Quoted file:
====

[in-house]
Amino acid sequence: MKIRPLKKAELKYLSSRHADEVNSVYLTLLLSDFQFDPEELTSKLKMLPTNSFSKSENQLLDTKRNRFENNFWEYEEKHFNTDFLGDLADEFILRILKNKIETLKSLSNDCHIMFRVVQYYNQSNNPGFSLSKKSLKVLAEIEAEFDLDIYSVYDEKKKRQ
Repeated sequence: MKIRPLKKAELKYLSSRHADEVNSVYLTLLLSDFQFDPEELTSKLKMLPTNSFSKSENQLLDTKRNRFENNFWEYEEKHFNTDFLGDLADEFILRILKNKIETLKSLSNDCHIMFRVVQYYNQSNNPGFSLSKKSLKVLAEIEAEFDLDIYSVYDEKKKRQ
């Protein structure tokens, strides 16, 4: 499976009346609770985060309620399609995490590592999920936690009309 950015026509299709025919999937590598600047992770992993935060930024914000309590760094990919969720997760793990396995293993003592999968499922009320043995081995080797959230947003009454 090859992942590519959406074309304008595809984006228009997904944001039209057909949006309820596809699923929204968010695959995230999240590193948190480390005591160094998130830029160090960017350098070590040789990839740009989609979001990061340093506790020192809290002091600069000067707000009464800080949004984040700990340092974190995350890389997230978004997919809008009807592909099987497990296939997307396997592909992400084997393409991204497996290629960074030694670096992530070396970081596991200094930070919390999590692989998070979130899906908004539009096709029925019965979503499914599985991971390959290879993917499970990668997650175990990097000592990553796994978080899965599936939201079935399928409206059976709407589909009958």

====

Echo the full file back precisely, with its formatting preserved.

[in-house]
Amino acid sequence: MKIRPLKKAELKYLSSRHADEVNSVYLTLLLSDFQFDPEELTSKLKMLPTNSFSKSENQLLDTKRNRFENNFWEYEEKHFNTDFLGDLADEFILRILKNKIETLKSLSNDCHIMFRVVQYYNQSNNPGFSLSKKSLKVLAEIEAEFDLDIYSVYDEKKKRQ
Repeated sequence: MKIRPLKKAELKYLSSRHADEVNSVYLTLLLSDFQFDPEELTSKLKMLPTNSFSKSENQLLDTKRNRFENNFWEYEEKHFNTDFLGDLADEFILRILKNKIETLKSLSNDCHIMFRVVQYYNQSNNPGFSLSKKSLKVLAEIEAEFDLDIYSVYDEKKKRQ
């Protein structure tokens, strides 16, 4: 499976009346609770985060309620399609995490590592999920936690009309 950015026509299709025919999937590598600047992770992993935060930024914000309590760094990919969720997760793990396995293993003592999968499922009320043995081995080797959230947003009454 090859992942590519959406074309304008595809984006228009997904944001039209057909949006309820596809699923929204968010695959995230999240590193948190480390005591160094998130830029160090960017350098070590040789990839740009989609979001990061340093506790020192809290002091600069000067707000009464800080949004984040700990340092974190995350890389997230978004997919809008009807592909099987497990296939997307396997592909992400084997393409991204497996290629960074030694670096992530070396970081596991200094930070919390999590692989998070979130899906908004539009096709029925019965979503499914599985991971390959290879993917499970990668997650175990990097000592990553796994978080899965599936939201079935399928409206059976709407589909009958």